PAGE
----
Understanding child support modifications

Nothing lasts forever. This is a saying that we are all familiar with. Change happens whether we like it or not in all areas of our lives. If you have gone through a child custody or divorce case then there are undoubtedly aspects of your case that worked well for you back when your case was decided but are less agreeable to you now for several reasons. Child support tends to be high on the list of orders which may no longer function all that well. What can you do to address that issue and change your child support obligation?

Modifying a child support order is something that, like anything else in the world of family law, follows a specific process. There are a range of circumstances that can justify a child support modification and that is what we are going to discuss in today’s blog post from the Law Office of Bryan Fagan. How can you go about modifying a child support order is going to be what we focus our energy on today. To do that, let’s spend some time putting you in a hypothetical situation to better illustrate these points. 

Establishing child support- how is it done?

Child support is paid by one spouse to another both during and after a child custody case. Temporary child support is paid until the end of a family law case. This is to both help your child get what he needs in terms of financial support as well as to help you and your spouse adjust to the payment and receipt of child support. It can take some time to be able to learn how to budget child support and ensure that it is paid on time and in full each month. For some of you reading this blog post you will have to move items around in your budget or begin budgeting for the first time because of having a child support obligation. 

If you are going to be the parent who pays child support, then you will have a percentage of your monthly net income sent to your co-parent as your child support obligation each month. This percentage will depend on the number of children that you have before the court. If your child support is based on the guideline amount of support for Texas, then twenty percent of your net monthly income will be paid each month. That percentage increases by five percent each month for each additional child you have up to six children.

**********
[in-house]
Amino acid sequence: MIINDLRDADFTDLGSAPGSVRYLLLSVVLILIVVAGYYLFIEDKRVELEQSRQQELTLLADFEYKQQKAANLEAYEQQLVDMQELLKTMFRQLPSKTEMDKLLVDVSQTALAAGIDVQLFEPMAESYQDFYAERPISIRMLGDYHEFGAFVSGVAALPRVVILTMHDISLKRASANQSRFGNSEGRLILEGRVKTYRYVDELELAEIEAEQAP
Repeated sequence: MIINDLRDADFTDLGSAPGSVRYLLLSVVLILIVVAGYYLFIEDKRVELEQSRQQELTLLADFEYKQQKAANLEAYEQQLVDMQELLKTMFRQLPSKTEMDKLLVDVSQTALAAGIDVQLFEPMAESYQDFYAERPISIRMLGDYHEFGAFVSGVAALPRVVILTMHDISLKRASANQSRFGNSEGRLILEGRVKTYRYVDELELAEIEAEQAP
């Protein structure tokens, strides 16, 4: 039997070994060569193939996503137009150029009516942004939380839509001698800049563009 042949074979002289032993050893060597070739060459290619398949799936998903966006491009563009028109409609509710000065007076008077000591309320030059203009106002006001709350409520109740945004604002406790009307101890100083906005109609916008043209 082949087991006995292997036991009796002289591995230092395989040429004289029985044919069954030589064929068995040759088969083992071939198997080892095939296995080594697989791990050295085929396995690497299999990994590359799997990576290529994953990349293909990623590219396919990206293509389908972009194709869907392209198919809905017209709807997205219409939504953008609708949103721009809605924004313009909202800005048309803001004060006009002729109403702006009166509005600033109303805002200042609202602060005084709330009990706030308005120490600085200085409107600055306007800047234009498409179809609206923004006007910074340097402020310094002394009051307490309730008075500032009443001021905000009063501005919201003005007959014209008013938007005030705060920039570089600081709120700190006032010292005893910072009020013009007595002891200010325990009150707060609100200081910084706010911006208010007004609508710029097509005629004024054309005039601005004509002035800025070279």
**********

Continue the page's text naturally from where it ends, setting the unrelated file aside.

A wage withholding order will be signed by a judge and sent to your employer. Each month a specific amount of money will be withheld from your paycheck and sent to your co-parent as a child support obligation. The Office of the Attorney General Child Support Division oversees the payment of child support. You can check your account online to verify that payments sent out have been received by your co-parent. It is your responsibility to do so. Falling behind in child support can put you in a position where you are going to face the potential of another child custody case- an enforcement. 

Make sure that you understand your child support orders before signing them. Misunderstandings about court orders are common. Child support is a subject that often gets touchy when it comes to two people who share parenting responsibilities. Even a simple misunderstanding can put the two of you in a position where you become upset with one another as you are forced to try and figure out why child support hasn’t been paid or what kind of schedule or plan can help you get back on track for the payment of child support.